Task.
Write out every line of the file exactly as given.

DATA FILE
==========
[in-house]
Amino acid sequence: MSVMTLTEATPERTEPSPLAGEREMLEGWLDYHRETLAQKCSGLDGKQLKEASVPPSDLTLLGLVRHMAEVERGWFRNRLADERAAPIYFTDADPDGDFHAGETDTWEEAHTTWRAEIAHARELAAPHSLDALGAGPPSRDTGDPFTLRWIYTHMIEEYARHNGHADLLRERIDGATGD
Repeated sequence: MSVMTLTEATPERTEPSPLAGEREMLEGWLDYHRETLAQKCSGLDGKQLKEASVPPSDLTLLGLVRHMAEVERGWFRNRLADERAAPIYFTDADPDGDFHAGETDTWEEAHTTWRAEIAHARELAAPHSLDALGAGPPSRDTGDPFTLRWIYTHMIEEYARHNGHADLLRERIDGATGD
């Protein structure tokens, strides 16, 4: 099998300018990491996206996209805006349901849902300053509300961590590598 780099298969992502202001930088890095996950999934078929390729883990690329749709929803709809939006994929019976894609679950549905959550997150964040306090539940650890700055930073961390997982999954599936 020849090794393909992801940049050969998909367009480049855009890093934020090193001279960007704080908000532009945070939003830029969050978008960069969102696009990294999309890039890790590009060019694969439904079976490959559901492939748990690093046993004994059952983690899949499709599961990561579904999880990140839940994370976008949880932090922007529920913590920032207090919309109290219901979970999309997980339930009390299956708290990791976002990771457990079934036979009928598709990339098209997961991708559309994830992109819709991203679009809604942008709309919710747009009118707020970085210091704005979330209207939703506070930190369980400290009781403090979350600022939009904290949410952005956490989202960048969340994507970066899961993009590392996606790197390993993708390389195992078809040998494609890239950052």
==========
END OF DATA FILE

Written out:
[in-house]
Amino acid sequence: MSVMTLTEATPERTEPSPLAGEREMLEGWLDYHRETLAQKCSGLDGKQLKEASVPPSDLTLLGLVRHMAEVERGWFRNRLADERAAPIYFTDADPDGDFHAGETDTWEEAHTTWRAEIAHARELAAPHSLDALGAGPPSRDTGDPFTLRWIYTHMIEEYARHNGHADLLRERIDGATGD
Repeated sequence: MSVMTLTEATPERTEPSPLAGEREMLEGWLDYHRETLAQKCSGLDGKQLKEASVPPSDLTLLGLVRHMAEVERGWFRNRLADERAAPIYFTDADPDGDFHAGETDTWEEAHTTWRAEIAHARELAAPHSLDALGAGPPSRDTGDPFTLRWIYTHMIEEYARHNGHADLLRERIDGATGD
């Protein structure tokens, strides 16, 4: 099998300018990491996206996209805006349901849902300053509300961590590598 780099298969992502202001930088890095996950999934078929390729883990690329749709929803709809939006994929019976894609679950549905959550997150964040306090539940650890700055930073961390997982999954599936 020849090794393909992801940049050969998909367009480049855009890093934020090193001279960007704080908000532009945070939003830029969050978008960069969102696009990294999309890039890790590009060019694969439904079976490959559901492939748990690093046993004994059952983690899949499709599961990561579904999880990140839940994370976008949880932090922007529920913590920032207090919309109290219901979970999309997980339930009390299956708290990791976002990771457990079934036979009928598709990339098209997961991708559309994830992109819709991203679009809604942008709309919710747009009118707020970085210091704005979330209207939703506070930190369980400290009781403090979350600022939009904290949410952005956490989202960048969340994507970066899961993009590392996606790197390993993708390389195992078809040998494609890239950052």